Cylindrical whistles have tuning trade-offs you have to make because of the nature of the standing wave in a cylindrical tube. If you were able to make a perturbed bore, you could eliminate those trade-offs. Bagpiper's do something similar by putting a wire with a bit of wax up in their chanters to change the tuning of specific holes.

It's definitely something I'm going to look into in the future. I plan on having these things SLS printed (laser melting a powder) rather than FDM (melted plastic extruduing out a nozzel), so my resolution will be a bit higher. SLS can theoretically go as low as .06mm for the layer height. With FDM the theoretical minimum layer height is .17mm. the .06 should be more than sufficient for my needs.
Willing to share the files? I have a resin printer here at work that has lots of downtime, and that they let us use for personal stuff as long as it's not nuts amounts of material used. It has really high resolution too.
 
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#5
Willing to share the files? I have a resin printer here at work that has lots of downtime, and that they let us use for personal stuff as long as it's not nuts amounts of material used. It has really high resolution too.
I'll shoot you a pm a little later once I've had my afternoon nap :D
 
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#6
I'll shoot you a pm a little later once I've had my afternoon nap :D
I have a friend here who is also godly with tolerances and such (it's literally one of the things she does as part of her job designing/prototyping parts), so if those two pieces are meant to fit together, she'll tell us if they will, and/or the right way to print them so that they will (with only a little sanding perhaps).
 
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#8
Talked with my friend, and she recommended you look at this: https://docplayer.net/23837746-Chap...imits-and-fits-tolerances-and-deviations.html

Table 6-1 describes the kind of fit you want between your pieces. Table 6-2 describes what tolerances you need. The quick guide is that everything is in millimeters, and find your diameters on the left-hand side. Take the max minus min for your nominal size, and compare that number to what the advertised resolution of your printer is.

For example, If it's around 15mm in diameter, and you wanted a close running fit, look at T15, and take shaft max minus min. That's 14.984 - 14.966 which means you'd need a tolerance of 0.018mm. If your tolerances are coarser than that then you may get something different than ordered.

But for producing only a few, there's always sanding. In that case, order tighter than you intend.
 
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#9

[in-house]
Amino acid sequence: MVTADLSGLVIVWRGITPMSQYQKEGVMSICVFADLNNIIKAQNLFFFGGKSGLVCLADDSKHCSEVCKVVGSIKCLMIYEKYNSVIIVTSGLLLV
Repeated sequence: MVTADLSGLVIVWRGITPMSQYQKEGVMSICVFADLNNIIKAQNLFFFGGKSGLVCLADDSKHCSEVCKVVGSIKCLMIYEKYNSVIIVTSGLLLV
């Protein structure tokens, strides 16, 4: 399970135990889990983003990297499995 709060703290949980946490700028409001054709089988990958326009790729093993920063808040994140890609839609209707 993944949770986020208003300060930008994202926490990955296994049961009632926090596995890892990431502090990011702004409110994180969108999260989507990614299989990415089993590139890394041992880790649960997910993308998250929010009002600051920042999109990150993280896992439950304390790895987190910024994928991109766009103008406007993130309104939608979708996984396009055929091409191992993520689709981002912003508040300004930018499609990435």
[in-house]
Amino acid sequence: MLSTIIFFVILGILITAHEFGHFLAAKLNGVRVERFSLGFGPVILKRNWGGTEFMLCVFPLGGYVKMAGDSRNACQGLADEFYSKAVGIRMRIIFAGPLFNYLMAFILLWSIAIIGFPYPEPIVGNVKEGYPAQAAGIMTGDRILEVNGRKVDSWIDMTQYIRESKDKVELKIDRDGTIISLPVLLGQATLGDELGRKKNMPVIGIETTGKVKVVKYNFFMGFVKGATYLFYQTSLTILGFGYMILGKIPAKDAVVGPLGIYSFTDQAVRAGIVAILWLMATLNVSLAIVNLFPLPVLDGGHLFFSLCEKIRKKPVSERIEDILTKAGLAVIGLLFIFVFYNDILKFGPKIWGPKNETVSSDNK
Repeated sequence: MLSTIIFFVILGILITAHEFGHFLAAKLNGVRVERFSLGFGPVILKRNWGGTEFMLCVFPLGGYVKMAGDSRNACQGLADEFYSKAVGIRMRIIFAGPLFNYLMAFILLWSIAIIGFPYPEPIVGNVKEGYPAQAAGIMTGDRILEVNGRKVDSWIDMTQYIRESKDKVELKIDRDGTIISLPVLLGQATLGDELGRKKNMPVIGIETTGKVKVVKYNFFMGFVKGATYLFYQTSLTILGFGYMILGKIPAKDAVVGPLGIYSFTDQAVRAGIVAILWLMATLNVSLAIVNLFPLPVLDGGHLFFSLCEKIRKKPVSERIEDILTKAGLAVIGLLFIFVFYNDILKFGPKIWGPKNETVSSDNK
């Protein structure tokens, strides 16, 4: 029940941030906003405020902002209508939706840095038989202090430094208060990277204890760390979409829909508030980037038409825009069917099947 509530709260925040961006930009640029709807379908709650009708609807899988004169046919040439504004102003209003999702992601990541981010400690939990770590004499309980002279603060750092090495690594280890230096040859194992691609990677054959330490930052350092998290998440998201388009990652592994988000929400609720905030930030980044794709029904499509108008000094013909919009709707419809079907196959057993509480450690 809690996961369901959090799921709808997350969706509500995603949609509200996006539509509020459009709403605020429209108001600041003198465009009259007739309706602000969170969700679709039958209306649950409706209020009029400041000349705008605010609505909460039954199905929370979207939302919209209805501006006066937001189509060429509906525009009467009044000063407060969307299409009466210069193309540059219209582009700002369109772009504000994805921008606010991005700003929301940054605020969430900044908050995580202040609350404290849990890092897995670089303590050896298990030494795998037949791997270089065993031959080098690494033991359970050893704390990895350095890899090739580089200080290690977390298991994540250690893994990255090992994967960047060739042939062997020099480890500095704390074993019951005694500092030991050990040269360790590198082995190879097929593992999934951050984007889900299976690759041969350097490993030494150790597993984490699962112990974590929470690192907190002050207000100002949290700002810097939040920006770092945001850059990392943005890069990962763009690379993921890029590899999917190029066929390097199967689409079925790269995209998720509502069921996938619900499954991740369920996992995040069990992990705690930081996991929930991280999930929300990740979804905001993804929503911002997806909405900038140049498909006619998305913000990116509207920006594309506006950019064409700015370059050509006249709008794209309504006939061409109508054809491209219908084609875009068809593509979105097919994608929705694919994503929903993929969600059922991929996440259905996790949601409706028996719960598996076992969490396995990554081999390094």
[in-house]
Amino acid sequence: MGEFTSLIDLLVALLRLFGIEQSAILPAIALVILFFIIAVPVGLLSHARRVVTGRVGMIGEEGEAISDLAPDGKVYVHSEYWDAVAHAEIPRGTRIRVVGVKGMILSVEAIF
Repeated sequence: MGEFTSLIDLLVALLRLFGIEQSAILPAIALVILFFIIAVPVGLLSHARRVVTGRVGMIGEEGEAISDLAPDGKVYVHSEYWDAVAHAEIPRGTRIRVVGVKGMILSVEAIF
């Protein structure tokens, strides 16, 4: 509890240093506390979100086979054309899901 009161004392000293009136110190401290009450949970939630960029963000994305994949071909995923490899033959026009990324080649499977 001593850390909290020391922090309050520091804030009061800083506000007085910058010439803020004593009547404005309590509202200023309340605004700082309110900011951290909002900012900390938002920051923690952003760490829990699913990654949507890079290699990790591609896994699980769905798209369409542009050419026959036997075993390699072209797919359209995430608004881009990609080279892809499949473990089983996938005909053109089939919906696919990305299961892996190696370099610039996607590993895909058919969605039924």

Got my Shapeways products in today. The tuning slide actually worked pretty well with the tight tolerances. It was a super-snug fit, but after putting it together and taking it apart a few times, it loosened up enough to be just right.

I suspected I would have to do some surgery on the blade of the mouthpiece to get the thing to play properly. And I was right.

But...


The thing does play :D
 
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#10
Shapeways was the folks I got my minecraft 3d printing done through. They do good work, though sometimes their packing isn't the best. I had to repair a broken piece of my object when it got to me, using cyanoacrylate glue.
 
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#12
My pieces came in a box that was close to "medium priority mail box" and was 90% bubble wrap. You coulda probably jumped on it and it be ok.
Mine was bubble wrapped up a lot, but it had a thin part that stuck out up at the top like an antenna (or rather, a mining pick), which was not reinforced on the inside, and the bubble wrap ended up breaking it off. But like I said, a little super glue, and it went right back on no problem.
 
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#15
Since I have two heads, I took the 'worse' of the two, and did a little more experimentation today.

I changed the blade angle a little bit right at the tip, using some jewler's files that came today. Made the angle a bit steeper just right at the cutting edge. Fixed a lot of the flaws. It's still breathy sounding (which some people actually like), but it fixed some of the octave/tuning problems and fixed the octave break breathing pressure requirements.

Even if nothing else, 3d printing a bunch of these and experimenting will really increase my whistle construction knowledge.